Alberta’s teachers and school leaders are true pioneers in the AI education frontier, and their journey is filled with challenges and opportunities. As they continue to grapple with ethical considerations, curriculum development and questions surrounding equity, it’s clear that their dedication to providing the best possible education for our children and youth remains unwavering.
The future of education in Alberta is being shaped by the dynamic synergy between human teachers and artificial intelligence, and the journey has only just begun. It will be our job to ensure that every child continues to have a teacher to help them flourish into the future, and that the highly relational spaces of teaching and learning remain predominantly human. ❚
Teachers’ outlook on the future impact of AI on education and learning
|POSITIVE (somewhat or very)
|NEGATIVE (somewhat or very)
|NEITHER positive nor negative
Emerging themes on AI raised by teacher survey respondents
Ethical considerations and curriculum development: Teachers question the ethical implications of using AI in planning and preparing assignments, and whether future curriculum should assume students’ regular access to AI, similar to how current curriculum considers access to calculators.
Impact on students’ skills and learning: Concerns are that AI might impede students from learning proper writing skills, with a specific focus on how it could replace students’ original voices in their writing, a key curricular outcome. Teachers worry about the potential decline in students’ problem solving, critical thinking and creativity due to AI usage.
Control and access to AI: Teachers express the need for control over student access to AI in the classroom, highlighting that a one-size-fits-all approach by districts is not sufficient. There’s a sense that education is not keeping pace with AI advancements, forcing teachers into roles as cheating detectors rather than instructional leaders.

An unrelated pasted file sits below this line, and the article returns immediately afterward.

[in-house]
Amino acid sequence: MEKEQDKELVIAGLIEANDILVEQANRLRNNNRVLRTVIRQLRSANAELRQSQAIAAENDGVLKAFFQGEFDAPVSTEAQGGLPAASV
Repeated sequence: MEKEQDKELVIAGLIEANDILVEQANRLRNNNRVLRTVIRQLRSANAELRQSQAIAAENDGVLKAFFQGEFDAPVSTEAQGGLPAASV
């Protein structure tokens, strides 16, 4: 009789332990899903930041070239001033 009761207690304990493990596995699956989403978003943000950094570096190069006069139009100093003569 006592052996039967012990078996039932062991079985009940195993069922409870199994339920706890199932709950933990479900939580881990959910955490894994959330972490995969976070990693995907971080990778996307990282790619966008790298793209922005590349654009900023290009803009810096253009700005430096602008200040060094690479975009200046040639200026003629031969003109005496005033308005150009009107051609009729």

Training and exposure to AI: Many teachers feel behind in understanding and effectively using AI in their practice. They highlight a lack of exposure and training, suggesting the need for more professional development in this area.
Equity and accessibility concerns: There’s a worry about the disparity among families in terms of access to technology like computers and Internet services, leading to concerns about certain students being left behind.
Impact on student-teacher interaction and relationships: Questions arise about how AI usage might affect the interaction between students, staff, families and the overall journey of student learning. Concerns also include the potential erosion of positive relationships between students and adults.
Creativity and originality: Teachers fear that reliance on AI could diminish genuine creativity and the ability of students to engage in original thinking and problem solving. This in a world where disinformation and misinformation is a defined and clear global risk in the near future.
Plagiarism and academic integrity: The increased difficulty in identifying AI-generated work versus student-generated work, and the potential for increased cheating on assignments are significant concerns.
Teacher work intensification and professional judgment: Worries about AI becoming just another trend in K–12 education that increases teacher workload without long-term benefits. There are also concerns about AI’s impact on teachers’ professional autonomy and judgment, with AI systems being trusted over human professional wisdom.
Policy and regulation: Questions about the lack of clear policies and discussions at the schoolboard level regarding AI’s integration into education.
Associate Coordinator, Research